Issue 74, Fall-Winter 1978
Jessica popped out of Debby’s tummy and said, “tell me a story. Dad.” While a nurse wiped the other world from her eyes I started to tell. All the kids from my own childhood appeared. There was Bad Bernie throwing stones at people, Marky Fixler riding his purple bike and his little brother Gonzalez trying to pedal a scooter alongside him. My sisters were there too, dressing me up in their old clothes and pushing me around in a buggy. The stories made so much noise that the doctor told us to leave the hospital.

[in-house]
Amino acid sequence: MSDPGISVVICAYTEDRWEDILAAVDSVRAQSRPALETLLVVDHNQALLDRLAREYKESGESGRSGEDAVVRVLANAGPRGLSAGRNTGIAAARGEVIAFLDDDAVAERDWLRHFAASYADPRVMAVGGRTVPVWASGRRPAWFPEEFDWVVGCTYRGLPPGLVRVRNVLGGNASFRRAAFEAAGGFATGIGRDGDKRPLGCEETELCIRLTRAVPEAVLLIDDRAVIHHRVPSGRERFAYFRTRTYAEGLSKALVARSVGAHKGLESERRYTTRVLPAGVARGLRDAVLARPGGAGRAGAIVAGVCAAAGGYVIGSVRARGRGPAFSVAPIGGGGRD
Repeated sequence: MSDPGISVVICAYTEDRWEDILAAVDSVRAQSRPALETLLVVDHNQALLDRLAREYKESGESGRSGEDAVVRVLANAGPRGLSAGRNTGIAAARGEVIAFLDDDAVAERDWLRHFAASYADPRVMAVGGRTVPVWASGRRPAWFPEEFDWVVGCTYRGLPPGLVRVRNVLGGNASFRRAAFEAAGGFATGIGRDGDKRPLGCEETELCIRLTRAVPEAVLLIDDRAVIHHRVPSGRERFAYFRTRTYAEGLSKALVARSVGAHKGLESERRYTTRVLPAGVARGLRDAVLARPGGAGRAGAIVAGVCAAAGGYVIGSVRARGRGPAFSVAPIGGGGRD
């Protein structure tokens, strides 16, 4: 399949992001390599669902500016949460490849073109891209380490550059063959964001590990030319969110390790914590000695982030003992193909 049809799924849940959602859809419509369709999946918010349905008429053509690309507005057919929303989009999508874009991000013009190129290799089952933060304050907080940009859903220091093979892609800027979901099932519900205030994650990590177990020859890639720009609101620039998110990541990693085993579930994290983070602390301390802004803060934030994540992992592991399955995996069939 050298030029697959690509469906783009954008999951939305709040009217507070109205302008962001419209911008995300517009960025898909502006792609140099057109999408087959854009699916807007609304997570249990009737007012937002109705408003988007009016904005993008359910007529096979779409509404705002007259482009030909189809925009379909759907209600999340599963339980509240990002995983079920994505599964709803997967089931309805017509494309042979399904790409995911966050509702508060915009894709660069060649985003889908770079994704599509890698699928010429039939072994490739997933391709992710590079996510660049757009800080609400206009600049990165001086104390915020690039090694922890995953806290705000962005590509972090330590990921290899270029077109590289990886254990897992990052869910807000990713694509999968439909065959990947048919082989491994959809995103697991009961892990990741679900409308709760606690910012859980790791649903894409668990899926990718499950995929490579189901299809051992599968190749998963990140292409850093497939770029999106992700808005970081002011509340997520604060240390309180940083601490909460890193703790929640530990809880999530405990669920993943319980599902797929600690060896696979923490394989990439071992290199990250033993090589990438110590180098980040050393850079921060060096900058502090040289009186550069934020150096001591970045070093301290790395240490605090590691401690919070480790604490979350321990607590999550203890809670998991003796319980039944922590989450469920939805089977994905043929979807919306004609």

But the stories followed us home. They filled up the playpen and the yard. When Jessica ate she mixed them with baby food and smeared her face and laughed. She threw the rubber coated spoon at me and yelled “more stories.”
So I told her about my Grandma and the Grandma stories brought in people with beards and funny clothes from Europe, people who were bakers and farmers and fishermen. And they made us feel lazy for not working as hard as they did. The new stories took up so mu…